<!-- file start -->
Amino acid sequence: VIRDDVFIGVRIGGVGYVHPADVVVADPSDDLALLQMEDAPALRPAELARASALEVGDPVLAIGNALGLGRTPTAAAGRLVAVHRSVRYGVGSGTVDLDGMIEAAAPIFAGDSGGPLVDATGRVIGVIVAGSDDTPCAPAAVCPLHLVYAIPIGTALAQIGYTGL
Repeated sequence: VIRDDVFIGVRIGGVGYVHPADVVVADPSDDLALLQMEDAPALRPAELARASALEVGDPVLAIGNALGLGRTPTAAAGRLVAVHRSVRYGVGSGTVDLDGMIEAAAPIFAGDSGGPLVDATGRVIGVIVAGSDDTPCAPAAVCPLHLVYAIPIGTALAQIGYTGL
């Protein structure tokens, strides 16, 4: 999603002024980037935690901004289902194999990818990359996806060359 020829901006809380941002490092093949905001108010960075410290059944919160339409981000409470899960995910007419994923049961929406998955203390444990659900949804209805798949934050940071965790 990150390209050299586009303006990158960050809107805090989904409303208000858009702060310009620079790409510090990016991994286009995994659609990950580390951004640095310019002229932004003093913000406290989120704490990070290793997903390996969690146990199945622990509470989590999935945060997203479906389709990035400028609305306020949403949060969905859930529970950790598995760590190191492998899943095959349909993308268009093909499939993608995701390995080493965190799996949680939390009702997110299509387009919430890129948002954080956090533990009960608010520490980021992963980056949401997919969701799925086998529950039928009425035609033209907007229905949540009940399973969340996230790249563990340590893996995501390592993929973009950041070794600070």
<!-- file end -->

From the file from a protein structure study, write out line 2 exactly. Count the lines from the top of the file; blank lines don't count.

Repeated sequence: VIRDDVFIGVRIGGVGYVHPADVVVADPSDDLALLQMEDAPALRPAELARASALEVGDPVLAIGNALGLGRTPTAAAGRLVAVHRSVRYGVGSGTVDLDGMIEAAAPIFAGDSGGPLVDATGRVIGVIVAGSDDTPCAPAAVCPLHLVYAIPIGTALAQIGYTGL